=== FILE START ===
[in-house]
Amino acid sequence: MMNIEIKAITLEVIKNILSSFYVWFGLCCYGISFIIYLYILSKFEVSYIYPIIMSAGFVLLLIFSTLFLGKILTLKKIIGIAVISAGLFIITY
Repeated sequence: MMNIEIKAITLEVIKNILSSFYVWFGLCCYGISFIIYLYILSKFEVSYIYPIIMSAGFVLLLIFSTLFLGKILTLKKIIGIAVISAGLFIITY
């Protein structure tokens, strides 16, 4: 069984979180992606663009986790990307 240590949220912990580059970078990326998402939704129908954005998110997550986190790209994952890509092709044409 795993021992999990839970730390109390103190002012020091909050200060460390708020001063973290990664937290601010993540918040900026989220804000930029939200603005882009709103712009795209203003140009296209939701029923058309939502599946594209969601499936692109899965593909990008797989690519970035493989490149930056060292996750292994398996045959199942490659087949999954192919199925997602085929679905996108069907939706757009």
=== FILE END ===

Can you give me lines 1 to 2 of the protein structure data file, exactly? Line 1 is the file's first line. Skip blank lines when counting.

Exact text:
[in-house]
Amino acid sequence: MMNIEIKAITLEVIKNILSSFYVWFGLCCYGISFIIYLYILSKFEVSYIYPIIMSAGFVLLLIFSTLFLGKILTLKKIIGIAVISAGLFIITY